Refiners seem a purer distillation of this than pipelines though. Laura Starks's review of Delek US Holdings (NYSE:DK) hits most of the beats on the company, including how it's at reasonable valuation numbers even close to 52-week highs. One interesting twist is that with Scott Pruitt stepping down as head of EPA, some policy opens up - while there is wide agreement in the current administration on most environmental policies, there seems to be more space for change as far as policy towards biofuels, refiners, and renewable identification number (RIN) waivers.

Sentiment check - Not a lot of coverage - Tristan Brown has covered it over the years and considered DK not undervalued in May. The commenters who follow this appear to like the opportunity.

Where to look next - Any changes in the regulatory landscape? And what does input cost vs. output cost look for DK in coming months?

Cleveland-Cliffs: The CEO Is Right by Leo Nelissen

The tariff sniping that is going on in the global economy hits a ton of of sectors, but steel and iron seem to be at the epicenter of the storm. Cleveland-Cliffs (CLF) has made the case, however, that this is a good thing and that the tariffs will level the playing field. Leo Nelissen is buying the argument and buying the shares. This is a counter-narrative to much of the discussion around trade, but it's been a long decade for CLF. Are tariffs the way to climb back up?

Sentiment check: Comments are fairly bullish and the bulk of our coverage is as well (you have to go back to last December to find a bearish piece).

Where to look next: Beyond the balance sheet and some sensitivity analysis on how CLF would do with different iron pricing, I'd also want to know why CLF stands out over other companies in the space. If the bet is on iron or steel, there needs to be a compelling case that CLF is the best way to play it.

The Best High-Quality Growth Stock That I Know by Shmulik Karpf

The top read long idea this week was again about Alibaba (BABA). Indeed, three of our top 10 most read long ideas are about the China e-commerce giant.

Shmulik Karpf writes about ZTO Express (ZTO), which recently received an equity investment from BABA and which delivers packages and parcels in China (the phrase "picks and shovels" shows up in the article). This is really just a teaser for a potential idea, as it only discusses the headline numbers - growing and profitable, so good! - and the presence of Alibaba. But as a place to start for people looking to China for growth opportunities, this is good.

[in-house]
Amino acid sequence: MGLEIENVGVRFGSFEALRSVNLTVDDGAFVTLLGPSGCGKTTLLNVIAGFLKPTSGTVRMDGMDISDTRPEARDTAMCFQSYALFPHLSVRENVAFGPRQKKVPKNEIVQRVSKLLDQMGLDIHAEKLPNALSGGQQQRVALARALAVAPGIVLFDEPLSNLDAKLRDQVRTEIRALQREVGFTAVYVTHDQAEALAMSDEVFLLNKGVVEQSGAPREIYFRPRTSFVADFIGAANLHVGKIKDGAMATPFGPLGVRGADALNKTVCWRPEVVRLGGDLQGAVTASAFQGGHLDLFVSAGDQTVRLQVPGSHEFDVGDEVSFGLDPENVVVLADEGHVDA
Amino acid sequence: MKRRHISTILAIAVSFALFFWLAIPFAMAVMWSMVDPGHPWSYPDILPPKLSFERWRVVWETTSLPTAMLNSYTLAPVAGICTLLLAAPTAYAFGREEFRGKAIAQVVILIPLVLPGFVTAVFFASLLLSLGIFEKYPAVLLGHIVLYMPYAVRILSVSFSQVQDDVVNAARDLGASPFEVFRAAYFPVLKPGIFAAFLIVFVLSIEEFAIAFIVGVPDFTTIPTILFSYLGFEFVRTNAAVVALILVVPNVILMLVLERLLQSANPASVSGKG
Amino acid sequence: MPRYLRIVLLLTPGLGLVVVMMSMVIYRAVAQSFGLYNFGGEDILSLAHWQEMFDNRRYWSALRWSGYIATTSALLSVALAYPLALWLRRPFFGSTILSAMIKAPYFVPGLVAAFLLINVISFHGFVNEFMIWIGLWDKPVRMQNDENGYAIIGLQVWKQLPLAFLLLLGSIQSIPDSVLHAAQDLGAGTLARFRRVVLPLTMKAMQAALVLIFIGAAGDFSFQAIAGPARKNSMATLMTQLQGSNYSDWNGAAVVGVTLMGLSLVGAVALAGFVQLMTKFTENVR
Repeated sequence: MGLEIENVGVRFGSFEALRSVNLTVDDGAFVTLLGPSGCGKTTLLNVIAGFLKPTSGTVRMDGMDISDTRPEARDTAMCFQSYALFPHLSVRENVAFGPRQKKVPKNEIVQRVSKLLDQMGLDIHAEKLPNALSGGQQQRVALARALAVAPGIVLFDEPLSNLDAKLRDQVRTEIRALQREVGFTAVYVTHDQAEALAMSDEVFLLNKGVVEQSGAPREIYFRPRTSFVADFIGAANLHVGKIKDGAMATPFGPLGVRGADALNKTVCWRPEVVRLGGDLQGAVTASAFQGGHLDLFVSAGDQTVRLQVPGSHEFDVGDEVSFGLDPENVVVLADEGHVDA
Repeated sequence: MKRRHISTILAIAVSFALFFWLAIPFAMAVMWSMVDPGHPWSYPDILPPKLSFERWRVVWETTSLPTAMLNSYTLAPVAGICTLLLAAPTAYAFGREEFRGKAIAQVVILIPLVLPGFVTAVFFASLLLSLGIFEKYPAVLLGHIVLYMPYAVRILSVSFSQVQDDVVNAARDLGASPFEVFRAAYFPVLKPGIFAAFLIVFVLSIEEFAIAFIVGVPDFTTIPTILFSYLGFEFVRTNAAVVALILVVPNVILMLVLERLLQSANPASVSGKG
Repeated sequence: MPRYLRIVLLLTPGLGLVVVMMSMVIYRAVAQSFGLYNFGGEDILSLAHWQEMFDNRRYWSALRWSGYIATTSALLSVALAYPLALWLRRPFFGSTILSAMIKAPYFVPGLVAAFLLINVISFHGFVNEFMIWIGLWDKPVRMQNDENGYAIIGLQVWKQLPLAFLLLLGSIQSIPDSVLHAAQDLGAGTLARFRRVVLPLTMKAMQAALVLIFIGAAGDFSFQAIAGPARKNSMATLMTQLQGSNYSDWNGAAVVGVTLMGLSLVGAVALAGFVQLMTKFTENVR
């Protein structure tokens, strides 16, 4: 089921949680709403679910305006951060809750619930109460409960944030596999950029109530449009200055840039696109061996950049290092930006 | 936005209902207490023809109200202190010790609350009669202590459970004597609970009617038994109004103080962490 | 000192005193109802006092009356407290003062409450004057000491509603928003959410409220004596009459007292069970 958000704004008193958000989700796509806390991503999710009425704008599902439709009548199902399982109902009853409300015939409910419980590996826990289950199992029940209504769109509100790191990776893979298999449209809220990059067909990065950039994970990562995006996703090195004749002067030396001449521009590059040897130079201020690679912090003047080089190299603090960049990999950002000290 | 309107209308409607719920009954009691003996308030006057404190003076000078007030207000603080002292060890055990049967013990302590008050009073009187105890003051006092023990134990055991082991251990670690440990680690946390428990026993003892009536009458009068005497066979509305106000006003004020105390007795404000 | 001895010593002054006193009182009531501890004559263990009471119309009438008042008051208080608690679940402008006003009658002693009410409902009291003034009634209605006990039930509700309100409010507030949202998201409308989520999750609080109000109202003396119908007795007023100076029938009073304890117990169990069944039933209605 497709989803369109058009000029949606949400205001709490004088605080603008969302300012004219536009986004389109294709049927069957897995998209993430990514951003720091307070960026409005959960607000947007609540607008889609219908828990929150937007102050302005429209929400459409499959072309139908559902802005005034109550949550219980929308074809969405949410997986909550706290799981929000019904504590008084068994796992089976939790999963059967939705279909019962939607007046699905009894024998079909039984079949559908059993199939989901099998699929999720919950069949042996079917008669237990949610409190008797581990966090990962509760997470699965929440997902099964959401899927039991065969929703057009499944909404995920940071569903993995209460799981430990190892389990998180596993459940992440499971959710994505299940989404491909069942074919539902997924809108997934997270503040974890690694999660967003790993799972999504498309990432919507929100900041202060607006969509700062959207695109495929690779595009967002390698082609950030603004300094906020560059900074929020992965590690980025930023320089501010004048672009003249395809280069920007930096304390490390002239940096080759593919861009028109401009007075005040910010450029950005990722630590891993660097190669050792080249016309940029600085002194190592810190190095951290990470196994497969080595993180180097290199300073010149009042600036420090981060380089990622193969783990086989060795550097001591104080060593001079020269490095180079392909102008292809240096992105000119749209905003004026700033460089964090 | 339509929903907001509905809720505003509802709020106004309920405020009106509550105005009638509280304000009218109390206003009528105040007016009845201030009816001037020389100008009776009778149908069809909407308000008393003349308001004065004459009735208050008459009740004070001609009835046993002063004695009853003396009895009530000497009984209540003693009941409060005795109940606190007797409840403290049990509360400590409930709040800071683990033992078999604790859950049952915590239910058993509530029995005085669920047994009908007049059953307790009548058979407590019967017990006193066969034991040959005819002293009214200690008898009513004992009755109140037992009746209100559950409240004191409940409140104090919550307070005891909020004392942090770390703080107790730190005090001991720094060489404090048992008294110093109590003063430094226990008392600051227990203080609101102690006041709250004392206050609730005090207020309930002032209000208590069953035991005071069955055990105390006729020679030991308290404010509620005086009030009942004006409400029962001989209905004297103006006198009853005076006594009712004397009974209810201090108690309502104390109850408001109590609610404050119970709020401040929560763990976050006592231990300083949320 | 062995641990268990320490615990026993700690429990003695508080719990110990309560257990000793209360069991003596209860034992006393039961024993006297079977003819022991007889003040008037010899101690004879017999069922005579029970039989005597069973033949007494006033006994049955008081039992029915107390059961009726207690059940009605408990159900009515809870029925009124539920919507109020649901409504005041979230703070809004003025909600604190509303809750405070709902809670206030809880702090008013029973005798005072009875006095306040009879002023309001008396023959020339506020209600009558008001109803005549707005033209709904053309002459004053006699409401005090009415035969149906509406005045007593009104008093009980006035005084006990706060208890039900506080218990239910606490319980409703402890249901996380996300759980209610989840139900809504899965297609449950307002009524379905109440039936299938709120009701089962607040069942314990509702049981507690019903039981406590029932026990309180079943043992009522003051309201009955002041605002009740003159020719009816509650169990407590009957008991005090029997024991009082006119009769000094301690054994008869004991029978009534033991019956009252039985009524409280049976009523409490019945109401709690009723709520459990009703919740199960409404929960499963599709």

Sentiment Check: Only 4,000 followers on SA, so this is a little under the radar (BABA has 284K). We've published three ZTO-focused articles this year, each bullish.

Where to go next: I would look for more details on ZTO's relationship with BABA and other e-tailers, its competitive positioning, and on governance and structure. The most recent article before Karpf's is a place to start.

Sinclair Broadcast Group: Undervalued By Uncertainty That Should Enhance Value by 7T Capital

Broadcast TV companies frequently trade at low multiples. Let's pull a list of them:

Chart

SBGI data by YCharts

I used to own both Gray Television (GTN) and Entravision (EVC) shares, only recently closing the latter position, so I've had a front-row seat for some of this.

If you look at Sinclair Broadcast Group's (SBGI) peers, you will find a lot of them trade for single-digit PEs. There's the streaming threat, where local networks seem especially vulnerable to a loss of viewing time, and there's potential concerns about the advertising cycle. It doesn't help that President Trump won an election with lower than normal TV advertising spend, which seems like a dangerous trend for broadcasters given their political reliance every other year.

In counter to this, the industry is seeing a lot of consolidation - helped by loosened regulation - and a lot of leverage.

SBGI is attempting to buy Tribune Media Co. (TRCO) and has net debt nearly equal to their market cap. It also trades for single-digit PEs and free cash flow multiples. 7T Capital reviews all the key points in the situation to make the case why the market pricing is wrong.

Sentiment Check: Comments are mostly positive, but not a lot of attention on SBGI. We had one other buy piece in May, but nothing else in the past 2+ years.

Where else to look: It would be nice to see how the company stacks up with peers and what happens if obsolescence does set in, or if the cycle turns.

Short Ideas

We published 14 new short ideas in the last week. 3 are on Tesla (TSLA), which continues to (d)evolve into Harvard Business School case study status, for better or for worse. We're skipping those. Here are a few short ideas that catch my eye.

Russell Vastly Overestimated Innovate Biopharmaceutical's Public Float by Grant Beaty